The danger of blood clots in the body is that they can obstruct the flow of blood to a vital organ. For example, a resident in a New Mexico nursing home may be at risk of a blood clot if the person is bedridden and is not shifted frequently enough to allow for sufficient blood flow. Such blood clots may block the pulmonary arteries in the lungs. This kind of blood clot is called a pulmonary embolism. If not diagnosed correctly or in a timely manner, a PE can have dire consequences.
The Mayo Clinic says that while symptoms of pulmonary embolism are not always the same from person to person, there are still common symptoms and signs to look for. These include a sudden shortness of breath, which can be exacerbated by exertion. Afflicted individuals may also experience chest pain and believe it is a heart attack. This kind of chest pain can worsen if the person coughs, bends down, stoops, eats or breathes in deeply. Additionally, an afflicted person may cough up blood or sputum with blood streaks.
People with a pulmonary embolism may experience any number of other symptoms. A person’s heartbeat may speed up or become irregular. Dizziness can also manifest, as well as lightheadedness, profuse sweating, skin that turns discolored or clammy, and fevers. Pulmonary embolism may also produce swelling in the leg, typically in the calf, accompanied possibly by pain.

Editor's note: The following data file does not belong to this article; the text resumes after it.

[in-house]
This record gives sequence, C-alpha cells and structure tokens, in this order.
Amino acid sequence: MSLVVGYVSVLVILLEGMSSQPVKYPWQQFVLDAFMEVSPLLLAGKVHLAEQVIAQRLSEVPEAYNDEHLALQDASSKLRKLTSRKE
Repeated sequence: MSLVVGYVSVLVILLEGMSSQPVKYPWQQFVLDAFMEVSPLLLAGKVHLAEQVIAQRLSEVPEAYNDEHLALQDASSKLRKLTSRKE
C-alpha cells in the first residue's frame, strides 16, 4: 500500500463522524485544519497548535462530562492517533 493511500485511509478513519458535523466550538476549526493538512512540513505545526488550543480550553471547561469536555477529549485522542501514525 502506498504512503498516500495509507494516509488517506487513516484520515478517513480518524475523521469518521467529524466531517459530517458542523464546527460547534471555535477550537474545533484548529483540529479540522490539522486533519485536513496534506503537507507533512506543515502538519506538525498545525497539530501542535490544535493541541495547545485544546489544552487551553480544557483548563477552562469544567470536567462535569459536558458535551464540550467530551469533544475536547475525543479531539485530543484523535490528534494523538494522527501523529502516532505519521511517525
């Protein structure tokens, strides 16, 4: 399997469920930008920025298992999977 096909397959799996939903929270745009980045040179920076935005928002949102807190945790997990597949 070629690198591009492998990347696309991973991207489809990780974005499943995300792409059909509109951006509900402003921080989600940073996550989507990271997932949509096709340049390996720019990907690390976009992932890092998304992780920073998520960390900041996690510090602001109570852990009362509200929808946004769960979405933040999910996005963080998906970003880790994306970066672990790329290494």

According to Findlaw, pulmonary embolism cases range from 300,000 to 600,000 each year in the United States, with 200,000 estimated fatalities. If PE is diagnosed early enough, anticoagulants or blood thinners can treat the disorder, with oxygen or analgesic administrations depending on the patient’s needs. However, in the event a doctor misdiagnoses a person and fails to detect PE, an individual could suffer a number of problems, from passing out, resulting in a fall that inflicts physical injury, diminished blood pressure at low levels, and in some cases, abrupt death.